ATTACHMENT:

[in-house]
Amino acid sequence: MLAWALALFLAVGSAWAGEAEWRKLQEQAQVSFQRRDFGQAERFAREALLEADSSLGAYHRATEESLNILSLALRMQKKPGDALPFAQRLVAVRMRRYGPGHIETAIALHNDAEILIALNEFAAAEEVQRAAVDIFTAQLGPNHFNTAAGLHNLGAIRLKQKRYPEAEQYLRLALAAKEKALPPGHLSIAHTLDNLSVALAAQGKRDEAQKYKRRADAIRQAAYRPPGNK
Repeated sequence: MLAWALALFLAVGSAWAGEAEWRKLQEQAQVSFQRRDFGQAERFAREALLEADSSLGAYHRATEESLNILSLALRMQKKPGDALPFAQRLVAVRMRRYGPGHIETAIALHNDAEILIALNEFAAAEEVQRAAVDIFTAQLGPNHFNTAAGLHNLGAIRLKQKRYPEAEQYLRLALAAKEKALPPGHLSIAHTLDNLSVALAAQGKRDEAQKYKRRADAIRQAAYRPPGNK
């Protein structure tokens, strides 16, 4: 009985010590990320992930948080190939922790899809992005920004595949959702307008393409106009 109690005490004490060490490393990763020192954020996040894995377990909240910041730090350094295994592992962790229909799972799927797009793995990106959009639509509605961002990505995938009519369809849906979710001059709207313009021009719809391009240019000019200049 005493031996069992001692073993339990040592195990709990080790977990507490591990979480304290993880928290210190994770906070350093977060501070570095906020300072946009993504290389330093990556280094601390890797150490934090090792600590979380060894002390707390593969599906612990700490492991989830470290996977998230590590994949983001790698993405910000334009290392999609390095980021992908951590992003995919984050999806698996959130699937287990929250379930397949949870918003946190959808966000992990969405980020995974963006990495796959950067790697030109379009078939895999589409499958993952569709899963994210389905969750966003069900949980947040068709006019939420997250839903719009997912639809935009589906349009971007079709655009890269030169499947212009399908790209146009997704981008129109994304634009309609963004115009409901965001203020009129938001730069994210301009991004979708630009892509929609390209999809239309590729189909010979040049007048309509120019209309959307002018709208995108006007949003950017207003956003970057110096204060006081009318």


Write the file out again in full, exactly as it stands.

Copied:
[in-house]
Amino acid sequence: MLAWALALFLAVGSAWAGEAEWRKLQEQAQVSFQRRDFGQAERFAREALLEADSSLGAYHRATEESLNILSLALRMQKKPGDALPFAQRLVAVRMRRYGPGHIETAIALHNDAEILIALNEFAAAEEVQRAAVDIFTAQLGPNHFNTAAGLHNLGAIRLKQKRYPEAEQYLRLALAAKEKALPPGHLSIAHTLDNLSVALAAQGKRDEAQKYKRRADAIRQAAYRPPGNK
Repeated sequence: MLAWALALFLAVGSAWAGEAEWRKLQEQAQVSFQRRDFGQAERFAREALLEADSSLGAYHRATEESLNILSLALRMQKKPGDALPFAQRLVAVRMRRYGPGHIETAIALHNDAEILIALNEFAAAEEVQRAAVDIFTAQLGPNHFNTAAGLHNLGAIRLKQKRYPEAEQYLRLALAAKEKALPPGHLSIAHTLDNLSVALAAQGKRDEAQKYKRRADAIRQAAYRPPGNK
């Protein structure tokens, strides 16, 4: 009985010590990320992930948080190939922790899809992005920004595949959702307008393409106009 109690005490004490060490490393990763020192954020996040894995377990909240910041730090350094295994592992962790229909799972799927797009793995990106959009639509509605961002990505995938009519369809849906979710001059709207313009021009719809391009240019000019200049 005493031996069992001692073993339990040592195990709990080790977990507490591990979480304290993880928290210190994770906070350093977060501070570095906020300072946009993504290389330093990556280094601390890797150490934090090792600590979380060894002390707390593969599906612990700490492991989830470290996977998230590590994949983001790698993405910000334009290392999609390095980021992908951590992003995919984050999806698996959130699937287990929250379930397949949870918003946190959808966000992990969405980020995974963006990495796959950067790697030109379009078939895999589409499958993952569709899963994210389905969750966003069900949980947040068709006019939420997250839903719009997912639809935009589906349009971007079709655009890269030169499947212009399908790209146009997704981008129109994304634009309609963004115009409901965001203020009129938001730069994210301009991004979708630009892509929609390209999809239309590729189909010979040049007048309509120019209309959307002018709208995108006007949003950017207003956003970057110096204060006081009318």